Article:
“The rebound in prices seen in 2009 and 2010 was largely due to the first-time home buyers tax credit.  Excluding the results of that policy, there has been no recovery or even stabilization in home prices during or after the recent recession. Further, while last year saw signs of an economic recovery, the most recent data do not point to renewed gains.”

“Looking deeper into the monthly data, 18 MSAs and both Composites were down in March over February. The only two which weren’t, are Washington DC, up 1.1%, and Seattle, up 0.1%. Atlanta,Cleveland, Detroit and Las Vegas are the markets where average home prices are now below their January 2000 levels.  With a March index level of 100.27, Phoenix is not far off.”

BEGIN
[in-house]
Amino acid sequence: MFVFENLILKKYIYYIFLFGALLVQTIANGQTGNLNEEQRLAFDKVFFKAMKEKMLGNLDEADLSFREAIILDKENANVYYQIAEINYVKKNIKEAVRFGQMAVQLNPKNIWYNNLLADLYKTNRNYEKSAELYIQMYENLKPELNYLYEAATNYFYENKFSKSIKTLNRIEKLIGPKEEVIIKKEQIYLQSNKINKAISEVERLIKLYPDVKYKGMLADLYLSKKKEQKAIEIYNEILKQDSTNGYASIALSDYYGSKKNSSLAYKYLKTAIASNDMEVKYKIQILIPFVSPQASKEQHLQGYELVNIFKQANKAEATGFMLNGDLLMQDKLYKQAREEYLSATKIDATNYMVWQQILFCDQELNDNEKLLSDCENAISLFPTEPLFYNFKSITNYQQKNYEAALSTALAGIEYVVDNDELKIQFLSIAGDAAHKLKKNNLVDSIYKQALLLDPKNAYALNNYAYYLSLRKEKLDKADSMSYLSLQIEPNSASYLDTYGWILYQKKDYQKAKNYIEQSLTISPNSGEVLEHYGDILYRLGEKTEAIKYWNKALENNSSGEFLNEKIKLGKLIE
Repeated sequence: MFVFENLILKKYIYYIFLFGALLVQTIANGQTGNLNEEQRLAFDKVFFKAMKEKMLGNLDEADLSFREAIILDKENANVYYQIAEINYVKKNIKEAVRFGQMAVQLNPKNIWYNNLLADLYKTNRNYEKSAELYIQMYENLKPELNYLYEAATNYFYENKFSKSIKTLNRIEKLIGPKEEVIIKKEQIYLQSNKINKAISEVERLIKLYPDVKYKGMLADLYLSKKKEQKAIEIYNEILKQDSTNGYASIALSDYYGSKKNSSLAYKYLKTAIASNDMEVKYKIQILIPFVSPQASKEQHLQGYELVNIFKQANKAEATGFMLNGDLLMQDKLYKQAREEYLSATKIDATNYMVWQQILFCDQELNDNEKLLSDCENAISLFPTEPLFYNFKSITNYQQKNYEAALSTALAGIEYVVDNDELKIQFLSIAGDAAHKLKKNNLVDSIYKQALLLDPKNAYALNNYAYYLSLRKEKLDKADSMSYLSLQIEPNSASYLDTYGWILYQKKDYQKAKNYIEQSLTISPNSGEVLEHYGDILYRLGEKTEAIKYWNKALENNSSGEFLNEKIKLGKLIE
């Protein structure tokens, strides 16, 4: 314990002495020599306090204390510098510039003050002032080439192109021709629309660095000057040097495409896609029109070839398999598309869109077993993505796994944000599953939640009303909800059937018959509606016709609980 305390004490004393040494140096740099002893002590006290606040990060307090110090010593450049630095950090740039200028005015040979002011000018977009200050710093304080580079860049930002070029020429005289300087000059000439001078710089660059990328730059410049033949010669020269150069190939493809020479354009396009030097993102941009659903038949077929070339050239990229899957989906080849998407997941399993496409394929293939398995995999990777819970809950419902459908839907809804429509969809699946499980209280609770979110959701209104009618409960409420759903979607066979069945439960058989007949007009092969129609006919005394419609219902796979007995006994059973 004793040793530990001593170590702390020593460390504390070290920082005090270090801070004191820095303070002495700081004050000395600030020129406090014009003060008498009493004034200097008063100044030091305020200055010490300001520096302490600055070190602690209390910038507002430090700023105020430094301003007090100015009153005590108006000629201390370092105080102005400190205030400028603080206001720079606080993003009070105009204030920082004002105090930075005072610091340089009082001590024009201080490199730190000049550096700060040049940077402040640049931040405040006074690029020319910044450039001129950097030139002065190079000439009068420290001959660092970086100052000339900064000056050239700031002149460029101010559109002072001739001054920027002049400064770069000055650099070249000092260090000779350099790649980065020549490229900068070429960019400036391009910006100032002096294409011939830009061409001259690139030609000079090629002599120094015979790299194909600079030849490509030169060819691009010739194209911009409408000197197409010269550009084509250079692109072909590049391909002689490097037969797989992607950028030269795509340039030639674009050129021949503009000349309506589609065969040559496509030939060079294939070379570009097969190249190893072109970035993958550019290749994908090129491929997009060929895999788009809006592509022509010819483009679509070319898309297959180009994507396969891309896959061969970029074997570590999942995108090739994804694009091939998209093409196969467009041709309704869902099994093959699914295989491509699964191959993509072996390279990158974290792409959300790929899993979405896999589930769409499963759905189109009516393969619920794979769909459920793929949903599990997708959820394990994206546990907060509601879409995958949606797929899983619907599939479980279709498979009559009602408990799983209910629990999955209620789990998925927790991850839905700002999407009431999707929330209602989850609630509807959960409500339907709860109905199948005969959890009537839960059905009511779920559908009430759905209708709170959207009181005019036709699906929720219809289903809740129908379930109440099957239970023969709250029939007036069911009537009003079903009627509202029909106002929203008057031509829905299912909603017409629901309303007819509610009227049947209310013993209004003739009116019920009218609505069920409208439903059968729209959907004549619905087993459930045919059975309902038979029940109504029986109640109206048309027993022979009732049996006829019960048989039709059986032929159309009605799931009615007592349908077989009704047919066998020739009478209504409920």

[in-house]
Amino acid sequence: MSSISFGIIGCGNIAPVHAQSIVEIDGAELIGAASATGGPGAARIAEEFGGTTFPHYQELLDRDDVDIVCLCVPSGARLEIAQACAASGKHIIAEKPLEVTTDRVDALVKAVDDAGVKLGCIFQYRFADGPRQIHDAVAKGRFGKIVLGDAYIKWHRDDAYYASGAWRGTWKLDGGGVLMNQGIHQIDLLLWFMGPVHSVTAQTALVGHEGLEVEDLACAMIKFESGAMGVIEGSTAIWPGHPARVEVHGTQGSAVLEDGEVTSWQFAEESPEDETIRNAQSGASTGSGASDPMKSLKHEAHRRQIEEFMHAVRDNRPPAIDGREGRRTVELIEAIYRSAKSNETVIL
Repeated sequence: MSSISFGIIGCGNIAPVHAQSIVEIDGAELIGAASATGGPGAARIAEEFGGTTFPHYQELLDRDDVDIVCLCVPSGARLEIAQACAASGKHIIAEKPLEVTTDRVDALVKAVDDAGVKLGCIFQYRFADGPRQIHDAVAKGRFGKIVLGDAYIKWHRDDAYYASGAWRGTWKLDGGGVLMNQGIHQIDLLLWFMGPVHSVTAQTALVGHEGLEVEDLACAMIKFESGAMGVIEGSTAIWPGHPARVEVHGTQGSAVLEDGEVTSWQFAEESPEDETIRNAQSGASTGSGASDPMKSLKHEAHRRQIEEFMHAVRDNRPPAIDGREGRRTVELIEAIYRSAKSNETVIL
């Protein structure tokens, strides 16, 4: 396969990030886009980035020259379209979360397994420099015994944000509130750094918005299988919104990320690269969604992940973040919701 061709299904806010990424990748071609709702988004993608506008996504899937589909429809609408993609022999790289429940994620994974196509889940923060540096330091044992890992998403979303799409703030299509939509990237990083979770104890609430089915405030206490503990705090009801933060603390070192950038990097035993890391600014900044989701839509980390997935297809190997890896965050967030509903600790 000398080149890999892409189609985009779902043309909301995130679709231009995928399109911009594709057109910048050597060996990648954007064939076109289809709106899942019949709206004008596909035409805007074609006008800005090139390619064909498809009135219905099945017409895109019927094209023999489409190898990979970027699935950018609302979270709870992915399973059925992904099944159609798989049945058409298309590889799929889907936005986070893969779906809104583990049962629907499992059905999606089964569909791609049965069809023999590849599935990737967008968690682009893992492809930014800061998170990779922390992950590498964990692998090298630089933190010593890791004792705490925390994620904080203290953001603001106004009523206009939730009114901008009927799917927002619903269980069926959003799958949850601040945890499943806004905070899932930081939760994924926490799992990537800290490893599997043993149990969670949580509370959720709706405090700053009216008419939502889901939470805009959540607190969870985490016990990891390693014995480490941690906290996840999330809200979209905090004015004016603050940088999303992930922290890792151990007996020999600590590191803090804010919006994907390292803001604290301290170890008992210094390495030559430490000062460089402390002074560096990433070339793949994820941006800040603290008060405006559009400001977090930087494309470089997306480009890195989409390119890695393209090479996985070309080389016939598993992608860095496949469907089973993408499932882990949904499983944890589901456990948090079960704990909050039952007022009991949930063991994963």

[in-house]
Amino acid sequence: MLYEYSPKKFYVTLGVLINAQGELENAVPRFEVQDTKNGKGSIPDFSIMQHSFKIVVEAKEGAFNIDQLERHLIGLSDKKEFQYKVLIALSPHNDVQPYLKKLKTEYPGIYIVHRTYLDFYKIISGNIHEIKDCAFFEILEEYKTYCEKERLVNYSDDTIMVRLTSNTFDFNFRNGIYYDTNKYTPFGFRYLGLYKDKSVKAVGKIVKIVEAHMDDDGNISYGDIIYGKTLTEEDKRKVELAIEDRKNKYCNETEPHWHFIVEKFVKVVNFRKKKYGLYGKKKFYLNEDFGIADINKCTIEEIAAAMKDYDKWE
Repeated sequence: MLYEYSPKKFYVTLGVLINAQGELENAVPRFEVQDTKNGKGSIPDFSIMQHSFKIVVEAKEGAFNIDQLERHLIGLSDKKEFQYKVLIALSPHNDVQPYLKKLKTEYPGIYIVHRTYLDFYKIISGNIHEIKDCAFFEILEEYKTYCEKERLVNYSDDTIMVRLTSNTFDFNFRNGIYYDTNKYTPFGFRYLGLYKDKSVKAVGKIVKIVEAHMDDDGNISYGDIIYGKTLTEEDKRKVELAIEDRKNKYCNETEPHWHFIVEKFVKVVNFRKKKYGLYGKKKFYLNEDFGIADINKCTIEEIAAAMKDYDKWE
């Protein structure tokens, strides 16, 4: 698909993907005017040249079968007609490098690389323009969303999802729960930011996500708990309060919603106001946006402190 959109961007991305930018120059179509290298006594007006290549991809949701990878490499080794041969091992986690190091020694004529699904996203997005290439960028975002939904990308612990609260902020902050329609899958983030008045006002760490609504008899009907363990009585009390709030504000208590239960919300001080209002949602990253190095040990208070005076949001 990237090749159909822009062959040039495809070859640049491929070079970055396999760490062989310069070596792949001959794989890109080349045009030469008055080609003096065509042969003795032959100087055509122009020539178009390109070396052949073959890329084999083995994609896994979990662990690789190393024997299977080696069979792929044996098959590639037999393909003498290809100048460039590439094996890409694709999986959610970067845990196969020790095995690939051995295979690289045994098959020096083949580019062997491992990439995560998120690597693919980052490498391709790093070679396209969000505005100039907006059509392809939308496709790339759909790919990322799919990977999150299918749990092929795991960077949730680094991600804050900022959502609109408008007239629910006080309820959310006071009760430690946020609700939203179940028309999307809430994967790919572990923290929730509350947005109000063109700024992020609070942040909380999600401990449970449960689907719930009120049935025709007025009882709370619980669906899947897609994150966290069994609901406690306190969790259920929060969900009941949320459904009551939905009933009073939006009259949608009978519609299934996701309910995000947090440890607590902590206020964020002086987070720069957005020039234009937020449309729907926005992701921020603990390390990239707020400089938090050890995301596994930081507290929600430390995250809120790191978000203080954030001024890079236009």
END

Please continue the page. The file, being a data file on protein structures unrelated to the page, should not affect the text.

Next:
As of the first quarter of 2011, average home prices across the United States are back at their mid-2002 levels. The National Index level hit a new low in the first quarter of 2011; it fell by 4.2% in the first quarter of 2011 and is 5.1% below its 2010Q1 level.

Eleven cities and both Composites have posted at least eight consecutive months of negative month-over-month returns. Of these, eight cities are down 1% or more. The only cities to post positive improvements in March versus their February levels are Seattle and Washington D.C. with monthly returns of +0.1% and +1.1% respectively.

 

Fannie, Freddie and Foreclosures- Exploring the True Costs to the US taxpayer

Introducing Fannie Mae, their mission and purpose as explained on fanniemae.com: